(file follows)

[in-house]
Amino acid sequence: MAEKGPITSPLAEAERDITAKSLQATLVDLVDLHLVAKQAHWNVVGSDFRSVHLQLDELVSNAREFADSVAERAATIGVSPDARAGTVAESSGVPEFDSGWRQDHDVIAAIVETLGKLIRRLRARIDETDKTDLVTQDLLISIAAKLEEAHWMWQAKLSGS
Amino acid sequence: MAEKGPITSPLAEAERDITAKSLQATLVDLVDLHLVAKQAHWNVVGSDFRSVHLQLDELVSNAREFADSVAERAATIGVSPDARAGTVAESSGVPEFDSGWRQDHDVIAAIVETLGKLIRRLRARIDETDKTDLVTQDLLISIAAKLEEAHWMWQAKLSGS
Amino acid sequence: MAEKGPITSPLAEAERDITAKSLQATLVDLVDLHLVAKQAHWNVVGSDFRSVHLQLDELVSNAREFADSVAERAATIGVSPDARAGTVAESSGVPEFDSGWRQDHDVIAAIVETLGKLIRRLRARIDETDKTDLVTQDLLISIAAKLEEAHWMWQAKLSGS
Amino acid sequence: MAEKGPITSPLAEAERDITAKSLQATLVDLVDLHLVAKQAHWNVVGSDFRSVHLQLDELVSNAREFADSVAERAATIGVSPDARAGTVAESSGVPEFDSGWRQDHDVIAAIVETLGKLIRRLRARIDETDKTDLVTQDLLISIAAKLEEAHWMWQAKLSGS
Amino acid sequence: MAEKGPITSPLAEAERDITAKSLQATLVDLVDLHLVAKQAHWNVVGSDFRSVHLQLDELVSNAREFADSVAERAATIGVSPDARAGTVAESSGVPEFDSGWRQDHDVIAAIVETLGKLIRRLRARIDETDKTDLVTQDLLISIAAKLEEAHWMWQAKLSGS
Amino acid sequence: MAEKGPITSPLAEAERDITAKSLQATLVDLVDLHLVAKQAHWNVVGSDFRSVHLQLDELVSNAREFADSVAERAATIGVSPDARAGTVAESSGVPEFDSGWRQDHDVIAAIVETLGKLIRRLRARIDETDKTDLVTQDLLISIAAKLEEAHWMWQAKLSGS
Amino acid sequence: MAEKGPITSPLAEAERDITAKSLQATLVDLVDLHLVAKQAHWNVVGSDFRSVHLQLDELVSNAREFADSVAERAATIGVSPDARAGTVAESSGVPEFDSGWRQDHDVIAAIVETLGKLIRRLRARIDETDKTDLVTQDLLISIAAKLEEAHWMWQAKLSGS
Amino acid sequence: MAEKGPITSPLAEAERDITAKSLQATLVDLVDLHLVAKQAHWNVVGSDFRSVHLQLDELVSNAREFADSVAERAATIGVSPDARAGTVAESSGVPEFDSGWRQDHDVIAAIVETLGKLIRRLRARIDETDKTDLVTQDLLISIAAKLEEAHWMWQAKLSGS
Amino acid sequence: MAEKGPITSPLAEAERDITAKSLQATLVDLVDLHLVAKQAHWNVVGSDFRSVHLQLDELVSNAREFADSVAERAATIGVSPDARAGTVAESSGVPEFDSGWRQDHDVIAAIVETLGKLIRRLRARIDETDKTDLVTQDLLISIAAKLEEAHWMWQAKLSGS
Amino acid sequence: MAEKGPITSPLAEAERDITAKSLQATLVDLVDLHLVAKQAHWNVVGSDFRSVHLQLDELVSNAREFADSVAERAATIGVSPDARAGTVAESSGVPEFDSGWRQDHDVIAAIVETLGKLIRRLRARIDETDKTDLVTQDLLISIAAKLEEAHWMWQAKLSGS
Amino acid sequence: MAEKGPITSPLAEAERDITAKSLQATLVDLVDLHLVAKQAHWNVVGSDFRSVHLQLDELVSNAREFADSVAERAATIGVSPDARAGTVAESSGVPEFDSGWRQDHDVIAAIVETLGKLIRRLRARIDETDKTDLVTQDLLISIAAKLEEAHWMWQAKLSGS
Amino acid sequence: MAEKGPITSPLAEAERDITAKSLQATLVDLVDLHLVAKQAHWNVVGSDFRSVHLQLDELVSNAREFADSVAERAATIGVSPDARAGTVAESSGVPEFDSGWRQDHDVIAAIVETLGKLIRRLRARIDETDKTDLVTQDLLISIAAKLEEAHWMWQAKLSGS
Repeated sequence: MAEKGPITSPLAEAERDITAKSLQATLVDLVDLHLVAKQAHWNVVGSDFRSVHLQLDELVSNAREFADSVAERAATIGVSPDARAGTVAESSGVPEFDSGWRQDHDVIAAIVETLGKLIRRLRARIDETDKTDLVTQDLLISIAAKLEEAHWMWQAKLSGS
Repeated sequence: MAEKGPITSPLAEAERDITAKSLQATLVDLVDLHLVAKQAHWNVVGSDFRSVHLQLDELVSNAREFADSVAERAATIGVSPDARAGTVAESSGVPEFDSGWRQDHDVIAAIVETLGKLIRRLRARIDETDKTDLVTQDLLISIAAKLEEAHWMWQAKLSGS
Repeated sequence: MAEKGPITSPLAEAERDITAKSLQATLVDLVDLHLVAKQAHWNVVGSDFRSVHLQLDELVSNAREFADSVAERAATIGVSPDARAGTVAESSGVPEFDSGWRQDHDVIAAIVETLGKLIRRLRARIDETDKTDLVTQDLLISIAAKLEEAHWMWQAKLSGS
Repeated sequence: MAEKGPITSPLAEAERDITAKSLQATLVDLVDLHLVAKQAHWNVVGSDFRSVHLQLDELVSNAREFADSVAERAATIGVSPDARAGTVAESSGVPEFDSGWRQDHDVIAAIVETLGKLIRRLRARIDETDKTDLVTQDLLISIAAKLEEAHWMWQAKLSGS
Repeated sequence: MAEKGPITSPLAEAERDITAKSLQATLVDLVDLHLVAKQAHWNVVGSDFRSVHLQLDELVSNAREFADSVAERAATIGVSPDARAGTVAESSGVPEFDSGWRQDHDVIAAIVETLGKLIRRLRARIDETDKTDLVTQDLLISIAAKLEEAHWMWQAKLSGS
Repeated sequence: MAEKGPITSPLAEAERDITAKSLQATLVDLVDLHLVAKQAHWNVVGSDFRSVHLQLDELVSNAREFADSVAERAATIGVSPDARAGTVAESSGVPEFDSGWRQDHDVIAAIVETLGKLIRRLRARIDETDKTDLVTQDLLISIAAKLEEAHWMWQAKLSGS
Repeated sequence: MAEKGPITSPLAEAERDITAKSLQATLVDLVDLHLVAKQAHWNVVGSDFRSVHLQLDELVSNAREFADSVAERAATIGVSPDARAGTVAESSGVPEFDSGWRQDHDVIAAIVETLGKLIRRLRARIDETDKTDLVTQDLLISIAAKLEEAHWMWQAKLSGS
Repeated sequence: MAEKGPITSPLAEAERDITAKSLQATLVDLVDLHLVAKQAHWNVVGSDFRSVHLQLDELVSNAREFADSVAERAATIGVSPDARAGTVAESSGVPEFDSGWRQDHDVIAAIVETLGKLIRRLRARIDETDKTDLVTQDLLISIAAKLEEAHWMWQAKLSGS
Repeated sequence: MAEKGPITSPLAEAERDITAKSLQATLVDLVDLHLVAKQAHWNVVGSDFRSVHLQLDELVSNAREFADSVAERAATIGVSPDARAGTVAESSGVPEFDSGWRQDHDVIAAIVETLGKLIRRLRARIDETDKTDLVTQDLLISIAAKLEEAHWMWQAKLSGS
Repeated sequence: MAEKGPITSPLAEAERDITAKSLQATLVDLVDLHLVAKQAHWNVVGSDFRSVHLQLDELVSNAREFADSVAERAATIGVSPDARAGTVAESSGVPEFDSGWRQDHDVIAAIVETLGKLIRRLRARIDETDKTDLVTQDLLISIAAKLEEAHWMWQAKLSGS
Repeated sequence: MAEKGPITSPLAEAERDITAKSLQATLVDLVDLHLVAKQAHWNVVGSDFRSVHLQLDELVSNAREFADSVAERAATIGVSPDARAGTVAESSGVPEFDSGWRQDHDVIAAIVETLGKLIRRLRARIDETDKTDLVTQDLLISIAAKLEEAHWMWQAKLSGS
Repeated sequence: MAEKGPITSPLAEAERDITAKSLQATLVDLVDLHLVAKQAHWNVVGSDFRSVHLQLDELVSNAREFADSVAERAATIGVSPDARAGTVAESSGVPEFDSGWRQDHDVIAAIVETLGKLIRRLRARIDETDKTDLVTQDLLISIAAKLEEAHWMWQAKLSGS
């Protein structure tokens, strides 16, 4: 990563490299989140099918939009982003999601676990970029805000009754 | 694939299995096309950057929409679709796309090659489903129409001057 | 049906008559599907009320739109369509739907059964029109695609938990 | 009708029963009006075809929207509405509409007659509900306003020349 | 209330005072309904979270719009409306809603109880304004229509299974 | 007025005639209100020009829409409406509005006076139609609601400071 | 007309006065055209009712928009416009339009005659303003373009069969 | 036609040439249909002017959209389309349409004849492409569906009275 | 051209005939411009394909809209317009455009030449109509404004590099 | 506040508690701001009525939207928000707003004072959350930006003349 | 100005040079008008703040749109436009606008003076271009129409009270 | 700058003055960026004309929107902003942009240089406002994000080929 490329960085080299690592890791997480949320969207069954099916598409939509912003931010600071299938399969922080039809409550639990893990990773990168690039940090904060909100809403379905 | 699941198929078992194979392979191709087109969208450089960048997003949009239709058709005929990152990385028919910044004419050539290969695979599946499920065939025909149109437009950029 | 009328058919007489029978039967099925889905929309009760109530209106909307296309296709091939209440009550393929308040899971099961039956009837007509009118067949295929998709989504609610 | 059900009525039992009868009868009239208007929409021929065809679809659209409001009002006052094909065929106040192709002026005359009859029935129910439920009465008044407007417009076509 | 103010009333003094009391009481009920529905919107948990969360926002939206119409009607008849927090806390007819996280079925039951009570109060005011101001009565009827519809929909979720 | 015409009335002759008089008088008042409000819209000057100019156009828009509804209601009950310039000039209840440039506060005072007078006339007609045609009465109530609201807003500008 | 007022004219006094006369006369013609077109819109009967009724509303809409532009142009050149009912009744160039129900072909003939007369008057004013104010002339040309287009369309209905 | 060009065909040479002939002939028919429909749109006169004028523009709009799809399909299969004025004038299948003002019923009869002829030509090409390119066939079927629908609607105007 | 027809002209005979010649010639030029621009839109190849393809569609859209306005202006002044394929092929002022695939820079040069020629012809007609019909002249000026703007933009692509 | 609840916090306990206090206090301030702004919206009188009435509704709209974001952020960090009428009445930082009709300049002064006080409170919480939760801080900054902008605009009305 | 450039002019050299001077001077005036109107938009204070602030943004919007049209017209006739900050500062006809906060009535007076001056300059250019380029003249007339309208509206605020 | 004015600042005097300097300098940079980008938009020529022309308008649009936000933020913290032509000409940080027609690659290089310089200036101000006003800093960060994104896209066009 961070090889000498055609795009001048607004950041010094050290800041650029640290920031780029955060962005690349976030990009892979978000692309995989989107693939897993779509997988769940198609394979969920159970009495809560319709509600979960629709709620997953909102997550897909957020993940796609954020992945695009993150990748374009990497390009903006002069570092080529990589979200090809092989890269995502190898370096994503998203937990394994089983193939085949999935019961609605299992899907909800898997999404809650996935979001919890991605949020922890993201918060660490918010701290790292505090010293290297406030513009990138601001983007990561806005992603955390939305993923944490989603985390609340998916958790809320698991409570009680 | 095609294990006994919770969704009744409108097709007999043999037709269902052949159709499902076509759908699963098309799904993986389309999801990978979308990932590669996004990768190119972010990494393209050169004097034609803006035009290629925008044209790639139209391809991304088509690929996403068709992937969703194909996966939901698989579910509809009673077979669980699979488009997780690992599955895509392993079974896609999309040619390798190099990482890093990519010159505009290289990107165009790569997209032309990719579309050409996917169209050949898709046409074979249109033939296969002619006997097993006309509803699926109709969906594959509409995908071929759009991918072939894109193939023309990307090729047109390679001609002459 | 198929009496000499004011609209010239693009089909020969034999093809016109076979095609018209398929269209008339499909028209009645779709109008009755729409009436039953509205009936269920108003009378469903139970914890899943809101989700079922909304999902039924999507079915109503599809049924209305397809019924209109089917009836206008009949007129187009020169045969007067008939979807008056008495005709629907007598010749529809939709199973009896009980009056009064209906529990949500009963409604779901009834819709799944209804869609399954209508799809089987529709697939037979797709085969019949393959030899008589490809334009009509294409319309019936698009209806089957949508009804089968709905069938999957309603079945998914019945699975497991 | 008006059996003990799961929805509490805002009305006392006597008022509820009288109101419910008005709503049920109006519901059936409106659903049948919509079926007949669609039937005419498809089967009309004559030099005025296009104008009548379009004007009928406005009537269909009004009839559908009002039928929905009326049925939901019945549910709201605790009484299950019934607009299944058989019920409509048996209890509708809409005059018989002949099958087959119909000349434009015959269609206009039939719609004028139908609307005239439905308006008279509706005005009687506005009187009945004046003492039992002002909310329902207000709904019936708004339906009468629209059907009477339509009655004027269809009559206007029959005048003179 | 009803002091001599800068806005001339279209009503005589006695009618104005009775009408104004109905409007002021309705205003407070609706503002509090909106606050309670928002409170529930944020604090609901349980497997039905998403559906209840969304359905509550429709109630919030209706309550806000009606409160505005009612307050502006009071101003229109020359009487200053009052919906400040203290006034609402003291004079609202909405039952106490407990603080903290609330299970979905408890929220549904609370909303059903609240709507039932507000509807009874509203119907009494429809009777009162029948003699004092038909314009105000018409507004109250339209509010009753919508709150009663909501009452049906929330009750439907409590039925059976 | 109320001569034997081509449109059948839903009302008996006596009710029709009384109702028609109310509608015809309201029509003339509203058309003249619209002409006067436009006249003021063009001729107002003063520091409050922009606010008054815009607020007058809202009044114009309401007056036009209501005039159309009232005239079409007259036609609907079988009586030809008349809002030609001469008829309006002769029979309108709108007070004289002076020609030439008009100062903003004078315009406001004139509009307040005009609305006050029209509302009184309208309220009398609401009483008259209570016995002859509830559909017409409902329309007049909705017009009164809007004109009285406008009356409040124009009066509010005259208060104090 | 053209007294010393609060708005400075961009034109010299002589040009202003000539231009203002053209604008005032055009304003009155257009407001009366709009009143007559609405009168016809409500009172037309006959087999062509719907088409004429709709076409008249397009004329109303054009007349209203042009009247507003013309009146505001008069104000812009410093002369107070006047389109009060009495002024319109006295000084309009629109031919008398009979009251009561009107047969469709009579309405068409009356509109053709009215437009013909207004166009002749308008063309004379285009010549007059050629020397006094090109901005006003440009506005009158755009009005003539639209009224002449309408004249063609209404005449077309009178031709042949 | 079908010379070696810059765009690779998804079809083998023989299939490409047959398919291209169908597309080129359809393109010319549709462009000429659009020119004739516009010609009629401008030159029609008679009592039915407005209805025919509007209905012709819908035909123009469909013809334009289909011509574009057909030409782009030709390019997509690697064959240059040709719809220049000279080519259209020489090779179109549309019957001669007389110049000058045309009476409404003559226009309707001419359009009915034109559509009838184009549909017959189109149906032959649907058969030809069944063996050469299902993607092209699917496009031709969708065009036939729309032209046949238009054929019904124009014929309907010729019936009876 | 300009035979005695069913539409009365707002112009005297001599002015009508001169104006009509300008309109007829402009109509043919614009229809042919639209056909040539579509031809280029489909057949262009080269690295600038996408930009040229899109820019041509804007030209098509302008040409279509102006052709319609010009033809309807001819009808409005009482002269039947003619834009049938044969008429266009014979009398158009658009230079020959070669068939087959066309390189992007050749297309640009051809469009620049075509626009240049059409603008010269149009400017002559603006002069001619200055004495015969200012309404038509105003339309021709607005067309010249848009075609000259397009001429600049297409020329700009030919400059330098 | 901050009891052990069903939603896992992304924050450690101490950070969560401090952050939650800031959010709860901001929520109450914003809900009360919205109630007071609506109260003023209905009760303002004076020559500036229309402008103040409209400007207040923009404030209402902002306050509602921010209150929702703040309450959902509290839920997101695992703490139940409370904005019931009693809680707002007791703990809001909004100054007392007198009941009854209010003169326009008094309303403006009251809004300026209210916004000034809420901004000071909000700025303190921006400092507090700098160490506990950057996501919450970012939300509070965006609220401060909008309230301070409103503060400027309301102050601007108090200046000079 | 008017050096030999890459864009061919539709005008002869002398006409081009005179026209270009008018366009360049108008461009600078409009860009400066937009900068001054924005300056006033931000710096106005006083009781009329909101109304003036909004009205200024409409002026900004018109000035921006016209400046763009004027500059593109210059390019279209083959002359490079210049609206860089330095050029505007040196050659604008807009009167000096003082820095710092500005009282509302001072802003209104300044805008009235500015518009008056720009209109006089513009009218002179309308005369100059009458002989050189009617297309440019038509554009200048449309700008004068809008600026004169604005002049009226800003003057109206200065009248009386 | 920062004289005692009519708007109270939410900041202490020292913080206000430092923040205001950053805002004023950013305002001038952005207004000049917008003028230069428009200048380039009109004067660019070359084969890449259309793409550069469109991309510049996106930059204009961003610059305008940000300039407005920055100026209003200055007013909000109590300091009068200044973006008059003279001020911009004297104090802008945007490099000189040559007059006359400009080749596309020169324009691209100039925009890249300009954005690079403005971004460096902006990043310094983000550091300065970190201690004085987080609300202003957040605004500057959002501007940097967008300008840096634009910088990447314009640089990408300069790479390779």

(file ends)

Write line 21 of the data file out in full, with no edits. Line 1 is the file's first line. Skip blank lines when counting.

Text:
Repeated sequence: MAEKGPITSPLAEAERDITAKSLQATLVDLVDLHLVAKQAHWNVVGSDFRSVHLQLDELVSNAREFADSVAERAATIGVSPDARAGTVAESSGVPEFDSGWRQDHDVIAAIVETLGKLIRRLRARIDETDKTDLVTQDLLISIAAKLEEAHWMWQAKLSGS